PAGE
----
My Mennonite mother-in-law can scrape the last molecule out of a jar with a spatula. To avoid wasting food, leftovers are passed around her table until someone relents and eats the last tomato. Simple living – including conserving resources, cooking from scratch, making clothing, recycling, and repairing used items – is a valuable part of the Mennonite tradition.
A revival of simple living is occurring as many Canadians become environmentally conscious. We could surf the “green wave” just because everyone else is doing it. Better yet, let’s explore and embrace the Christian motivations behind the trend.
God asked us to look after it
After creating the heavens and the earth, God pronounced his stunning, self-perpetuating, and life-sustaining world “very good.” Former MCC Ontario creation care coordinator Darren Kropf says, “If everyone spent 10 minutes [a day] under a tree, we would solve a lot of the
problems we have just because we recognize the beauty.”
God made humans in his image and told them, “Be fruitful and increase in number; fill the earth and subdue it. Rule over the fish in the sea and the birds in the sky and over every living creature that moves on the ground” (Genesis 1:28). Instructions to “subdue” and “rule over” seem to indicate that we can do whatever we want with plants and animals. However, that’s not the kind of example God sets as an overseer.
While Jesus was on earth, he modelled servant leadership. Could servant leadership also apply to our relationship with the earth?
In Genesis 2, God says he put humans in the Garden of Eden “to work it and take care of it.” That sounds more like stewardship than reigning over creation as self-serving despots.
While studying at Conrad Grebel College, in Waterloo, Ont., Kropf was disappointed when he realized that the church has often neglected and treated the natural world as disposable. Later, he discovered that “caring for creation is at the heart of the gospel.” Kropf believes Jesus came to restore all the relationships that were broken when sin entered the picture – including our relationship with creation. “An opportunity to renew the earth is an opportunity to see God at work,” he says.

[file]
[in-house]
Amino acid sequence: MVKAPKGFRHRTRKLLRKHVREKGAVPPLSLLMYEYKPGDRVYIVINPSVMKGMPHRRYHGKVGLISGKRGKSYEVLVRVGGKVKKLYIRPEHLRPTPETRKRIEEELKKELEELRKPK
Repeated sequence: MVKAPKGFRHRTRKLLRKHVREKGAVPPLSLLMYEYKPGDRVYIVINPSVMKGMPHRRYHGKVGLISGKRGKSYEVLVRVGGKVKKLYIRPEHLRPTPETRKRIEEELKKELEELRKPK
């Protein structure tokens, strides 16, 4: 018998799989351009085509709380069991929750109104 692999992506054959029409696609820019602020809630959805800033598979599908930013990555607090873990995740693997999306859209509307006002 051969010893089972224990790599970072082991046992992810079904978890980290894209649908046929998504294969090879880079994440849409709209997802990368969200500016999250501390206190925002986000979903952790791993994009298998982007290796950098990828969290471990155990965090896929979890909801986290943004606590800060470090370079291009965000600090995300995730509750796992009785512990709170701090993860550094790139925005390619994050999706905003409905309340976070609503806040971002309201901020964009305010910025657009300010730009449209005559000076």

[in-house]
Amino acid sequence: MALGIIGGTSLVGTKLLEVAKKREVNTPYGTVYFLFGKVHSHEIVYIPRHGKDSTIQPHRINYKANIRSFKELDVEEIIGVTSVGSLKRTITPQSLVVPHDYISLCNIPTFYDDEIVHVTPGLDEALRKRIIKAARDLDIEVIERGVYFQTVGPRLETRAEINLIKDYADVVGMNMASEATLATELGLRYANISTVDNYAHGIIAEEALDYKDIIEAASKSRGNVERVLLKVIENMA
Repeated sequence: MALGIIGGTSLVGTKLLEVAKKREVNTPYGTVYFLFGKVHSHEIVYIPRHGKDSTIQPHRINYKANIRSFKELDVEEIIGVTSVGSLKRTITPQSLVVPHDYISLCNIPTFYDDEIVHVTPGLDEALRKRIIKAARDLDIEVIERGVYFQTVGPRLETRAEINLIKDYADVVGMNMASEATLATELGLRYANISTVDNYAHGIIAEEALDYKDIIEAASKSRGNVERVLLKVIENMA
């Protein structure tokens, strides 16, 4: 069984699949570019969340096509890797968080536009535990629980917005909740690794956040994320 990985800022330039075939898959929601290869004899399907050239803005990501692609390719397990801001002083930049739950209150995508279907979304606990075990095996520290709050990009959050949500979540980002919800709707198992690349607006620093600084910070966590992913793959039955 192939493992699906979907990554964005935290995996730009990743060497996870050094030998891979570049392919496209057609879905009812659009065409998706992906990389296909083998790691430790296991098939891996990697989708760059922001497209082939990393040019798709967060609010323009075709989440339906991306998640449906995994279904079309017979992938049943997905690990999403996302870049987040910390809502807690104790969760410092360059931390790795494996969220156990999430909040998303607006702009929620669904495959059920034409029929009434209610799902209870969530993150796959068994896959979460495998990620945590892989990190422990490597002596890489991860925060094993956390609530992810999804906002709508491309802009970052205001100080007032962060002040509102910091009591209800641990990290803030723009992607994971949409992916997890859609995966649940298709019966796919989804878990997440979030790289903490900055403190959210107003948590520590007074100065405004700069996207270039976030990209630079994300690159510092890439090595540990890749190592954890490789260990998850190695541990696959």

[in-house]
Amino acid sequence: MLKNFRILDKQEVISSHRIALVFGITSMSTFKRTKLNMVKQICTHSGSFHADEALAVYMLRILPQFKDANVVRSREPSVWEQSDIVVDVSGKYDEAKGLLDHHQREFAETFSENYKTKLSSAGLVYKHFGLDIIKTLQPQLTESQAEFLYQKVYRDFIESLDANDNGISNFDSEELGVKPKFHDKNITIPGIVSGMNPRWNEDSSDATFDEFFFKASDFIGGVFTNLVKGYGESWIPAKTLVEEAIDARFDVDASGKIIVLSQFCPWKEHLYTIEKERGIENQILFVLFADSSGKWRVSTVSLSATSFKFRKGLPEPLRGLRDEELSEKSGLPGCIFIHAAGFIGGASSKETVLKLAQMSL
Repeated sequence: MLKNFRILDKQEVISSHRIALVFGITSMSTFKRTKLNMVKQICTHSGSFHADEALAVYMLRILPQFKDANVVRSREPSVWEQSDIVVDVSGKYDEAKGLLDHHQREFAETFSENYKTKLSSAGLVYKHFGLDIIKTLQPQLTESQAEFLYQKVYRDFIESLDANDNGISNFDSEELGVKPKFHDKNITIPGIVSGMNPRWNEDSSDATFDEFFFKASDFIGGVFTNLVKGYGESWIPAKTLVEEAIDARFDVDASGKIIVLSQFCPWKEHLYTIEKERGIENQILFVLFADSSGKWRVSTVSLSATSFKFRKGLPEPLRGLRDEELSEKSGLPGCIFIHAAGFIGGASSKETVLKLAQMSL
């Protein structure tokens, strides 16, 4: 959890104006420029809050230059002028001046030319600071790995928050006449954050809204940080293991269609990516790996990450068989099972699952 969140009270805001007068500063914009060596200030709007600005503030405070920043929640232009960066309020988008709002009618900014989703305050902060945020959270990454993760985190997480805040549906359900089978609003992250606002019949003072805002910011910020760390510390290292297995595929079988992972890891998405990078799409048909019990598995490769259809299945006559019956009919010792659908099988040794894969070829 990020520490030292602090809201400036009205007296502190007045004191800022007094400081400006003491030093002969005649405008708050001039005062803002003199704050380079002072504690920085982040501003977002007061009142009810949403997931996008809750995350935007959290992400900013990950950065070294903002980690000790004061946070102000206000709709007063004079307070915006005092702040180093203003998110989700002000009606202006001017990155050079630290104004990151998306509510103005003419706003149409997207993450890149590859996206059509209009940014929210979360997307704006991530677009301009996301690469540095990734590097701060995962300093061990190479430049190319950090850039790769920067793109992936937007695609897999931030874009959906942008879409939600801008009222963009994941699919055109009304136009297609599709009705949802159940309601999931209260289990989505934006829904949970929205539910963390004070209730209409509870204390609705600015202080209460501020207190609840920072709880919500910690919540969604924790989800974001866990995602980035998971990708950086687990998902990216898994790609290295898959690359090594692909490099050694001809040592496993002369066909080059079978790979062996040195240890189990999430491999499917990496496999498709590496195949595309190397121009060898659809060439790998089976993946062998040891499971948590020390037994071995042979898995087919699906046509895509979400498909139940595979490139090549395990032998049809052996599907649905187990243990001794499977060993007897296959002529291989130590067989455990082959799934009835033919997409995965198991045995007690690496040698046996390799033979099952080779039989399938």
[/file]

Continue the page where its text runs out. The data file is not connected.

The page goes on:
My grandchildren should enjoy it
We’ve been experiencing some extreme weather across the globe – tsunamis, earthquakes, hurricanes, tornados, floods, and droughts. The majority of scientists believe that greenhouse gases (including carbon dioxide, methane, and nitrous oxide) released into the atmosphere have gradually raised the average global temperature.
Among other effects, this rise in temperature could be responsible for the increasing number of hurricanes, since these ferocious storms get their power from warm oceans. Hotter temperatures also lead to faster evaporation of water, which could be causing increased drought. Not everyone agrees that human activities like burning fossil fuels, clearing trees, and raising large herds of methane-excreting livestock are contributing to global warming and climate change. But a strong consensus is building.
According to Henry J. Rempel, a member of River East MB Church, Winnipeg, who teaches high school students about climate change, “We have a responsibility to cut back on our carbon as much as we possibly can.” To conserve energy and reduce their greenhouse gas emissions, Rempel and his wife have retrofitted their older home, and take public transit or ride their bicycles. When it’s -30 C on a Winnipeg winter day and Rempel’s face is “all frosted up,” people ask him why he rides his bike 12 months of the year. He responds, “I do this for my kids.”